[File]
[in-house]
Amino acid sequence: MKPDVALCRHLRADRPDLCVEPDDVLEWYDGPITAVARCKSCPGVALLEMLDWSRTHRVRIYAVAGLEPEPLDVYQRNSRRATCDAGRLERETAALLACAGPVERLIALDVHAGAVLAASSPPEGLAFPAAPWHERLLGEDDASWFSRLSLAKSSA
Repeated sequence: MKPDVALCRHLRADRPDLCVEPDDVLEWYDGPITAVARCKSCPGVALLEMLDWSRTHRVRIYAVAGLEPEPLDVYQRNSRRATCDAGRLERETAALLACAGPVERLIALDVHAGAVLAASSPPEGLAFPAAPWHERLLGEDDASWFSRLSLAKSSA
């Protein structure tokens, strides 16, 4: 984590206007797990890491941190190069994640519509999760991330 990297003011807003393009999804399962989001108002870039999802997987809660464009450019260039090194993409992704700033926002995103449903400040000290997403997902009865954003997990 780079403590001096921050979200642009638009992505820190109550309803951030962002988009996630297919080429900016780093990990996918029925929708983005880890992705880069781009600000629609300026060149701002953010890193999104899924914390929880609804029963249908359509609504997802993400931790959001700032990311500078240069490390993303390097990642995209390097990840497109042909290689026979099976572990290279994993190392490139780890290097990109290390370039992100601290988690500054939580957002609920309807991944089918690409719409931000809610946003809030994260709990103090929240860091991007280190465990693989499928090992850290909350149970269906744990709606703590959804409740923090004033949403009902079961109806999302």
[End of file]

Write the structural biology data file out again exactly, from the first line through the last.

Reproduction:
[in-house]
Amino acid sequence: MKPDVALCRHLRADRPDLCVEPDDVLEWYDGPITAVARCKSCPGVALLEMLDWSRTHRVRIYAVAGLEPEPLDVYQRNSRRATCDAGRLERETAALLACAGPVERLIALDVHAGAVLAASSPPEGLAFPAAPWHERLLGEDDASWFSRLSLAKSSA
Repeated sequence: MKPDVALCRHLRADRPDLCVEPDDVLEWYDGPITAVARCKSCPGVALLEMLDWSRTHRVRIYAVAGLEPEPLDVYQRNSRRATCDAGRLERETAALLACAGPVERLIALDVHAGAVLAASSPPEGLAFPAAPWHERLLGEDDASWFSRLSLAKSSA
């Protein structure tokens, strides 16, 4: 984590206007797990890491941190190069994640519509999760991330 990297003011807003393009999804399962989001108002870039999802997987809660464009450019260039090194993409992704700033926002995103449903400040000290997403997902009865954003997990 780079403590001096921050979200642009638009992505820190109550309803951030962002988009996630297919080429900016780093990990996918029925929708983005880890992705880069781009600000629609300026060149701002953010890193999104899924914390929880609804029963249908359509609504997802993400931790959001700032990311500078240069490390993303390097990642995209390097990840497109042909290689026979099976572990290279994993190392490139780890290097990109290390370039992100601290988690500054939580957002609920309807991944089918690409719409931000809610946003809030994260709990103090929240860091991007280190465990693989499928090992850290909350149970269906744990709606703590959804409740923090004033949403009902079961109806999302």